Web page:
-The marriage and consummation. Somehow I’ve gotten through all this without discussing the sex. It seems so out of step with the whole tone of the rest of the book that Hailey only comes, and Sam only refrains from withdrawing, after their marriage. Why is this marriage necessary? Is Z actually trying to say something about responsibility, abstinence, “safe sex,” or is it a contrivance to discuss prohibited forms of marriage in America, or a way to link to Romeo and Juliet, or what? I think it does have to do with S&H committing to each other — valuing the other over the self — but for some reason the marriage bothered me, in such a heightened, stylized, idyllic work.
July 18, 2009 § Leave a comment
Now reading: Only Revolutions.
Reading next: We Always Treat Women Too Well, by Raymond Queneau.
Here’s a fact smuggled into the copyright page of Only Revolutions: the book has a descriptive subtitle. It is The Democracy of Two Set Out & Chronologically Arranged.
The Democracy of Two: and right away, we are invited to view the work as an American allegory, something like The Pilgrim’s Progress. (Side note: as a kid, when I first heard of that work, I thought it was funny that its author was named Bunyan, like Paul Bunyan.) Plus one of the characters is named Sam, as in Uncle Sam. And Sam and Hailey refer to themselves as “US,” in caps, throughout.
Then there’s one of the more compelling motifs in the work: the phrase “Everyone [verb]s the Dream but I [verb] it.” The first time it appears in each narrative, in the fifth line, it is “Everyone loves the Dream but I kill it.” And so we’re led to believe that “the Dream” is the American Dream.
But what’s the American Dream? The meaning and its application are as fluid as everything else in this book, but Sam and Hailey, these apparent stand-ins for America, are constantly framing themselves as in opposition to it or outside of it: they’re eternal teenagers, after all (“allways sixteen,” in the book’s phrasing), with teenagers’ typical reflexive insistence on “individuality,” on rebellion against whatever’s there to rebel against, with no real examination of whether the status quo is worth rebelling against, or whether their rebellion takes worthwhile forms.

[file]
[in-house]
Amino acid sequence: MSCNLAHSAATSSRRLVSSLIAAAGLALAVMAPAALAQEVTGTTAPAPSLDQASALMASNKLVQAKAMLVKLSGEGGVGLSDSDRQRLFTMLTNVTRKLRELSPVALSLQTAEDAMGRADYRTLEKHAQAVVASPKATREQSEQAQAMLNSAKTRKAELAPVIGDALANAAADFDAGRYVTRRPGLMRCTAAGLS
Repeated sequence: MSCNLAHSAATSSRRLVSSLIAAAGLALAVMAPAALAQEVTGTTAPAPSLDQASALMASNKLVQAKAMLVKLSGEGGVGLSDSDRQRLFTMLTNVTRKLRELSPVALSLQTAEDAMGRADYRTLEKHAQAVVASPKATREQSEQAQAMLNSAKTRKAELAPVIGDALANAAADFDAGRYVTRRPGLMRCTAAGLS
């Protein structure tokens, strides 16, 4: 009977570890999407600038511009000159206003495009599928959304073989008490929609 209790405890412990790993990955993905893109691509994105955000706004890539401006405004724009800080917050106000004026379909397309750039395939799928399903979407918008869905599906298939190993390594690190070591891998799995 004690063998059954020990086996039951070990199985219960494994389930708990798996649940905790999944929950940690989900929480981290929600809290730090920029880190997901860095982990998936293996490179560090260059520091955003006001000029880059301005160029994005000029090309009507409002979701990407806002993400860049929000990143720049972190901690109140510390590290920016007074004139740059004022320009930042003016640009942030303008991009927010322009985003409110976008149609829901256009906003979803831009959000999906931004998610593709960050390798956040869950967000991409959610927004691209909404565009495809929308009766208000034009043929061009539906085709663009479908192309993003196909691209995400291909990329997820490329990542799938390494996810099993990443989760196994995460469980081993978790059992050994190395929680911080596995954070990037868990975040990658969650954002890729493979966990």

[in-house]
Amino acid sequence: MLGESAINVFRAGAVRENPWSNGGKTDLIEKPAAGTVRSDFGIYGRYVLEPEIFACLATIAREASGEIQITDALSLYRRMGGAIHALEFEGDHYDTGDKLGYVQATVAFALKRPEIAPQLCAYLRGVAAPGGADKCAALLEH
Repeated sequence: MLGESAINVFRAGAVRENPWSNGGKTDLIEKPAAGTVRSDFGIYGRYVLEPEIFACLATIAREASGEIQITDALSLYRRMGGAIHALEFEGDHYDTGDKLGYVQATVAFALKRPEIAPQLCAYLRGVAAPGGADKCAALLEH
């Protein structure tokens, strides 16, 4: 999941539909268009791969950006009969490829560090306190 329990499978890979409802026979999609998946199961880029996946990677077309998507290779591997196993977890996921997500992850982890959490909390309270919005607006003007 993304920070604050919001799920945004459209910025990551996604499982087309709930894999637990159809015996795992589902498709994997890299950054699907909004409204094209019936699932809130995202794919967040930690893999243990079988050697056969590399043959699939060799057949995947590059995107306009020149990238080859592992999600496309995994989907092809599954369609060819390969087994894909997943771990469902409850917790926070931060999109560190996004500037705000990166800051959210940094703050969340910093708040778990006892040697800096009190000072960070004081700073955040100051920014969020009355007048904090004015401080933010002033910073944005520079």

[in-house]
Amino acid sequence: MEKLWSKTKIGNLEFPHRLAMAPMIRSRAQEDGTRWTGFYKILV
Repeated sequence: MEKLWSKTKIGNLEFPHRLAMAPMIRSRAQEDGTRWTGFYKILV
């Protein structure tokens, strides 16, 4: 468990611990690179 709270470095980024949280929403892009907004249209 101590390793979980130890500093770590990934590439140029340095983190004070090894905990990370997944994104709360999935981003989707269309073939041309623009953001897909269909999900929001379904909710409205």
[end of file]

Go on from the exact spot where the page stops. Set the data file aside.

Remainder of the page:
Then again, America is supposed to be the place where you are free to pursue happiness whatever it may be: the status quo is there precisely to be challenged, to be shown that definitions of liberty, happiness, and reasonable conduct as codified in such things as laws, business practices, and the arts become ossified and need constant reevaluation. One of the most expertly executed facets of this book is the interplay between the real-world events in the chronological sidebar and the lyrical word-collage of the narrative thread. Danielewski gets just right the allegorical import of Sam and Hailey’s adventures and the amount of period detail in the main narrative — such that in the two narrations of Sam and Hailey’s attempts at marriage, the 1990s attempt is equated with a homosexual marriage, the 1950s attempt with an interracial marriage. (That these two marriages, like all of the book’s events, take place in precisely the same place in their respective narratives, thereby reflecting upon each other, is one of the payoffs of the book’s circular structure and repetitive style. Personally, I found the dual marriages one of the more heavy-handed uses of this pseudo-historical technique, not to mention quite confusing in terms of S&H’s character development, but it works really well as agitprop.)
Freedom is what the Dream often comes down too, and the trickiness of negotiating the limits of that freedom. Another of the book’s strategic misspellings comes into play: the word fear is here feer, a rearrangement of free. The progress of Sam and Hailey is fascinating in this light: they are supremely “free” at the book’s beginning, insisting on their abilities to do whatever they want, to destroy and create, to impose themselves on the World: “I’ll devastate the world,” says Sam (Hailey uses “destroy”), “I will sacrifice nothing./ For there are no countries./ Except me. And there is only/ one boundary. Me.” But as they come to know and love each other, this rhetoric softens: there is more “feer,” more concern for the other, less braggadocio and posturing (although it’s interesting to consider whether it is posturing, at the book’s beginning: or are Sam and Hailey also two aspects of a destroyer/creator god: a SHiva, of sorts?) Freedom is the freedom to fear.